You Did Not Receive an Offer, Selection, or Invite
I received a phone call from an unknown number the other day and mistakenly answered it. The pre-recorded person on the other line immediately begins to inform me that I have been “selected” for a free vacation to some magical resort. Obviously, I put the phone down. At best, I was going to have to pay for my “free” trip; at worst, someone was going to try to steal vital identifying information. I’m sure every parent reading this right now would do the same. When we receive an email regarding the $10,000 we won in a lottery offering in Norway, we don’t respond knowing that our selection is really just a scam.
Yet, how effective is this technique today in the sports world and hockey in particular!? I’m sure everyone has heard these words – “Johnny was offered a position on the top ‘AAA’ team” or “Tom was invited to play on the elite [insert any ridiculous sounding mascot] team”. Now, if you weren’t from this country and you heard this you might mistakenly think that Johnny and Tom were given something for free or at least for a small fee to cover any necessary expenses. If you did think this, you’d be wrong. It actually works the other way around – sort of like telemarketing and email scams. The more sophisticated the approach, the greater the chance someone bites.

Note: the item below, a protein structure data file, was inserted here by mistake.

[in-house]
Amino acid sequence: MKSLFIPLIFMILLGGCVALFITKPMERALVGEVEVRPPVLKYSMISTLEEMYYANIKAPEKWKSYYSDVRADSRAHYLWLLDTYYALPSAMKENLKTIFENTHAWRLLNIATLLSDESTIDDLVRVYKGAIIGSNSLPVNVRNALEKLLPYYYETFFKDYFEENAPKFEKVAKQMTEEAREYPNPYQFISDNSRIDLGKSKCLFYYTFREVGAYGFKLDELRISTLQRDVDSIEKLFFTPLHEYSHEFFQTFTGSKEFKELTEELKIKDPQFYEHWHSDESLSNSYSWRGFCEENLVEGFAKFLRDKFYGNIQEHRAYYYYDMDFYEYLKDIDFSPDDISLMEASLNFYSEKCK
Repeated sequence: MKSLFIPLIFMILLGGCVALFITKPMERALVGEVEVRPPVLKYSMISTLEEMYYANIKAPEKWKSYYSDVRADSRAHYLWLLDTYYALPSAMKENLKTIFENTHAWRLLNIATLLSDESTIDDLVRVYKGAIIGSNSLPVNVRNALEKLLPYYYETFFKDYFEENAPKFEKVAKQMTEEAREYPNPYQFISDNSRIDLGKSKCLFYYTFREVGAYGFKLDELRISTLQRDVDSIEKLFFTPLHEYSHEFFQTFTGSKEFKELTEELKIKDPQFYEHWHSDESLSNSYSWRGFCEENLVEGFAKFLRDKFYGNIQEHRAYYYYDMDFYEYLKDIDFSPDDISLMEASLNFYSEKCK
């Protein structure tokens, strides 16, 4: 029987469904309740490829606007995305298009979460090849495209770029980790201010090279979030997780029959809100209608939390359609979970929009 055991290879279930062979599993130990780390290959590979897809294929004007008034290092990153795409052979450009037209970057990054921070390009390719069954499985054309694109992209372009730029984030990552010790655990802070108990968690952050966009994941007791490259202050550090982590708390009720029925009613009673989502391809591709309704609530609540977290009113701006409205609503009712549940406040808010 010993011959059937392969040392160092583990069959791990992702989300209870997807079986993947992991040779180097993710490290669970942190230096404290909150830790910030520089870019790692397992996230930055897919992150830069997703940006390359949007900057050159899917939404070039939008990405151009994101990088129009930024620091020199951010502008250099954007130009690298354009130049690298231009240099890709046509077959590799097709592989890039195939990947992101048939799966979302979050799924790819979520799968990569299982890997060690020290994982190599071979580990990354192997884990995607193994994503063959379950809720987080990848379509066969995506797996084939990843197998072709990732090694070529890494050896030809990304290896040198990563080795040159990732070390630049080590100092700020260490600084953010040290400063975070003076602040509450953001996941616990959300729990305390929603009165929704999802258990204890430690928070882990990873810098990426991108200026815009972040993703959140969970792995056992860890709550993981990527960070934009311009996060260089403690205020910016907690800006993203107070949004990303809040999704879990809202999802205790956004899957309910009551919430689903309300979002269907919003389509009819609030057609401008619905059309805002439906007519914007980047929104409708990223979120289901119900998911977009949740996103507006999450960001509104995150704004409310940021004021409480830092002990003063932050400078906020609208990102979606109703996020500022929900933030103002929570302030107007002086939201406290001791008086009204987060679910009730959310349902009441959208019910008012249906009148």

Similarly, the words “offered”, “invited”, and “selected” have to be pumped up as much as possible. The tryouts should be packed to give the illusion of massive competition. If you’re having trouble getting the level of players you want, identify a couple key players who are toward the top of the skill level you can get in your organization and give them free tuition. Sprinkle in variations of elite, premier, and advanced as often as possible. Put down all the tournaments your teams have won – it doesn’t matter if the tourneys are any good, most folks will have no idea anyways. The better you are at making your brand considered “elite”, the more you can charge. Forget about the training itself and the substance. Focus on the marketing.
Let’s all start to see this racket in youth sports for what it is – a scam. There are only so many players that can truly be considered elite. And there are only so many players at an age when it means anything. Why not just relentlessly pursue improvement? Especially in Minnesota, there are plenty of influential hockey eyes walking through our rinks and scouting our high school elite league and regular high school season. Focus on bettering yourself and improving your game. In today’s world, just doing that will help you differentiate yourself and leap frog some of your competition.